We all go through bad food stages, especially when we are in our early teens, “don’t like this don’t like that” generally the no-go foods are the ones our mums say are healthy. I think it is the rebellious spirit manifesting itself. Fish and broccoli generally fall under this category, and mussels do as well. They are ugly little things, you have to admit, and they smell really strong of sea water when they are uncooked, and I get that it is not everybody’s piece of cake.

One the things we can do to try mussels without having to go through the pain of preparing them is to order them when we are eating out. They come in a pot, already made and they provide long entertainment through the meal, with plenty of opportunities for chatting.

The reason why it is worth giving them a go is because as most seafood, they are almost purely protein and they are incredibly nutrient rich.

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They provide a very good amount of B12 vitamin (340% of your daily recommended intake) in only a 80gr portion, but they are also rich in the other B vitamins group.They are also an important source of: Vitamin C, Folic Acid, Iron, phosphorus, manganese, selenium and zinc.  Selenium plays a very important role in your thyroid function and manganese is involved in bone structure and the metabolism of energy.

When it comes to protein, around 15 mussels provide you with the same amount of protein that a 170 gr steak of beef, with a much lower fat content, so if you are trying to lose weight, mussels are the way to go. The have less than 2% of fat and it is all Omega 3, which helps protect your heart and arteries.

If this was not reason enough, they are a really high in Iodine which keeps your nails and hair strong and shiny! So what is there not to like about them??

I encourage you to try them if you haven’t done and expand your food horizons. Your waistline will thank you and your general health too.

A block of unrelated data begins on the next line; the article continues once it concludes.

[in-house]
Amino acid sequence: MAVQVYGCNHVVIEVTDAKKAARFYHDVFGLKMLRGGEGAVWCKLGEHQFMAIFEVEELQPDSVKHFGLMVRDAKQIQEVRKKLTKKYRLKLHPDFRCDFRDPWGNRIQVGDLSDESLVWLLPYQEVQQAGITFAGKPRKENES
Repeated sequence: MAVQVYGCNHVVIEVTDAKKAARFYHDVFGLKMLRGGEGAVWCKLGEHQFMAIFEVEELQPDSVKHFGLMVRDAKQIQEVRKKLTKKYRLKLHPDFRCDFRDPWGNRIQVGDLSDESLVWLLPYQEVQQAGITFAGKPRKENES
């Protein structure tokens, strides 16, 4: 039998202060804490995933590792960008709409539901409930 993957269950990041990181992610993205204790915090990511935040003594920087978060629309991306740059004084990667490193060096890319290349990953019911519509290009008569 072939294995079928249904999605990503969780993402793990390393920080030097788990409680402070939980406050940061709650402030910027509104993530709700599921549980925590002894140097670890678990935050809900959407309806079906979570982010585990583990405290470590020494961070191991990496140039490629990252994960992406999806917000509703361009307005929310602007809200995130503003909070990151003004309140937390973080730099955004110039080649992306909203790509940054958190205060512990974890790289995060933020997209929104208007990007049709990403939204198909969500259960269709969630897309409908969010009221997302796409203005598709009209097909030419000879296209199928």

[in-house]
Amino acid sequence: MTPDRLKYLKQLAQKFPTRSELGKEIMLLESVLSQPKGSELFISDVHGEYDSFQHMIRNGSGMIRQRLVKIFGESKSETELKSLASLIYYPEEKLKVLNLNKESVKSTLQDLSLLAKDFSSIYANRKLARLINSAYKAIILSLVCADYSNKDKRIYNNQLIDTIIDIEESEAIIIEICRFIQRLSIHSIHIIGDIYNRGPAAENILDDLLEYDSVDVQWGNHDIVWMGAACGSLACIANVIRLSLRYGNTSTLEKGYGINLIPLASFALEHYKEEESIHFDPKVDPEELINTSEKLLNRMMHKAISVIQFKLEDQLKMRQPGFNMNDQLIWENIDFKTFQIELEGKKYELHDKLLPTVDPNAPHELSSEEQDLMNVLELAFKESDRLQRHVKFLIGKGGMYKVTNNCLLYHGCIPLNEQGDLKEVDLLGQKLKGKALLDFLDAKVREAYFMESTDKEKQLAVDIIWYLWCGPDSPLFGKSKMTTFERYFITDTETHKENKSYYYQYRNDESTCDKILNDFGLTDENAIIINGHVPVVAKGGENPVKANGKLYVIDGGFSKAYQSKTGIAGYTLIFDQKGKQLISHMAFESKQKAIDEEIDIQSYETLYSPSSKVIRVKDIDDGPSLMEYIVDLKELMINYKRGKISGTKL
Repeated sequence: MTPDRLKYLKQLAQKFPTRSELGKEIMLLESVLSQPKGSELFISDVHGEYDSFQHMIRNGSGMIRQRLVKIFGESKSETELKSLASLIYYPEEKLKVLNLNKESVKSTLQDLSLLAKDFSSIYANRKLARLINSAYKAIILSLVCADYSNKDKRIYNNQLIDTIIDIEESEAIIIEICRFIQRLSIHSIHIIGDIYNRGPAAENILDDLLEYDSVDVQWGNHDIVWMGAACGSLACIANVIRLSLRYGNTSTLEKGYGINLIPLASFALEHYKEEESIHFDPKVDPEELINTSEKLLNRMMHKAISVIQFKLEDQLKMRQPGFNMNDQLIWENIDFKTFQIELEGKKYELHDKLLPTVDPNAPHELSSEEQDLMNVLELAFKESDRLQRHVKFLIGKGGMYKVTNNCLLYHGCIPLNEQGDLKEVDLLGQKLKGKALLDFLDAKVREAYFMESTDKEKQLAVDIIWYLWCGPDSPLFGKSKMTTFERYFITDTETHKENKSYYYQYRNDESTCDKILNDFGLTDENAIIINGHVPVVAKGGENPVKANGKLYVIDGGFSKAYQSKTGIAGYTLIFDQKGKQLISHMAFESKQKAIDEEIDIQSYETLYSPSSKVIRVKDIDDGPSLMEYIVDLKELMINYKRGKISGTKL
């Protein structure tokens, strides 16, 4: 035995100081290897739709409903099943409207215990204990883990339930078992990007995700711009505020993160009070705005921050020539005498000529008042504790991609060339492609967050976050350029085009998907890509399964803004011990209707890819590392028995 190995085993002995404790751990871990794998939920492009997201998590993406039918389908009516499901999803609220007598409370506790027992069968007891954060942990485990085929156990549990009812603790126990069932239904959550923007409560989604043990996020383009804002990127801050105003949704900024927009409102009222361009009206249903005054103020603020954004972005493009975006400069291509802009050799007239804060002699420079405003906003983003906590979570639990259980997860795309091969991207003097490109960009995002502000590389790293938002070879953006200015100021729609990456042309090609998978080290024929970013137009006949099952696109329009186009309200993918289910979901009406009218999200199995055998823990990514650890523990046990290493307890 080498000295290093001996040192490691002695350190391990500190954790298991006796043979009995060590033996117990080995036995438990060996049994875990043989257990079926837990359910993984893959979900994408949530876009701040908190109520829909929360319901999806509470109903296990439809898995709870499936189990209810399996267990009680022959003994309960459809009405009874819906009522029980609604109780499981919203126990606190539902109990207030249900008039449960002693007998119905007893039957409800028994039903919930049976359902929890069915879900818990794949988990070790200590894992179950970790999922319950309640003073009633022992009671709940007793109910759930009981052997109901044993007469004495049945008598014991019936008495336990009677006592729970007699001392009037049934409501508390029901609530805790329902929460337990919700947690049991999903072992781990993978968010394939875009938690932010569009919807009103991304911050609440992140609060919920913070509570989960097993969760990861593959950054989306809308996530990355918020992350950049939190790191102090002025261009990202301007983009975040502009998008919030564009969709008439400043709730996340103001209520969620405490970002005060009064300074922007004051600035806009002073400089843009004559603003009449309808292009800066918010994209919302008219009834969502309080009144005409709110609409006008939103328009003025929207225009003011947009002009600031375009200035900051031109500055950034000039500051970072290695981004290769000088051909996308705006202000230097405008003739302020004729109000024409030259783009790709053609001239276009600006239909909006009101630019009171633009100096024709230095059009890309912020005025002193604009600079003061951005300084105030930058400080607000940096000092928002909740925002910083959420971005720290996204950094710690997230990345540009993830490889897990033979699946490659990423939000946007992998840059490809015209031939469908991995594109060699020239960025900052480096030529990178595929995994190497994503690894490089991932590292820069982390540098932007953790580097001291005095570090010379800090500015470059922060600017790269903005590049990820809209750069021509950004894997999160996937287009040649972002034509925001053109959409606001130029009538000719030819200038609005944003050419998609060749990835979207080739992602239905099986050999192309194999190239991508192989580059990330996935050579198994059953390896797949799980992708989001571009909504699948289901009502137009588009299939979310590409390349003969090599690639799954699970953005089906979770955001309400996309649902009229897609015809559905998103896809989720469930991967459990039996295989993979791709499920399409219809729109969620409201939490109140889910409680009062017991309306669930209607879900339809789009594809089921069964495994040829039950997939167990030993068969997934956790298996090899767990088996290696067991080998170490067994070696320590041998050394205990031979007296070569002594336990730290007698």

If I have convince you, here is a little recipe, super easy, that you can do in less than 15 minutes!

 

Ingredients (serves 2):

750gr of mussels with their shells

2 garlic cloves

1 stalk of celery

1 bunch of fresh parsley

½ a small glass of white wine

Extra virgin olive oil

 

In a high pot (you will need the space) heat up one tablespoon of olive oil. Peel the garlic and mash it and chop the celery stick in small slices. Chop the parsley and when the oil is hot, add the garlic and celery. Add most of the parsley but reserve a little bit to garnish at the end.

The mussels should be clean (they sell them clean too, so that would help) and drained from all liquid. The best way to keep them is in water with some salt in the fridge and cook them in the 24 to 48h after buying them. When you are ready to cook them, drain them from the water and add them to the pot. Put the lid on!! This is very important because the mussels cook in the hot steam, and the lid will make the open easier and cook faster, leave them there for 2 to 5 minutes until open, add the white wine and let it boil for another couple of minutes.

Taste the flavour, but they should be salty enough as it is.

Serve immediately in the same pot (if it’s nice) or in a deep serving tray that allows the sauce to come with them garnished with the rest of the parsley, and set a bowl next to you for the empty shells.

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Enjoy!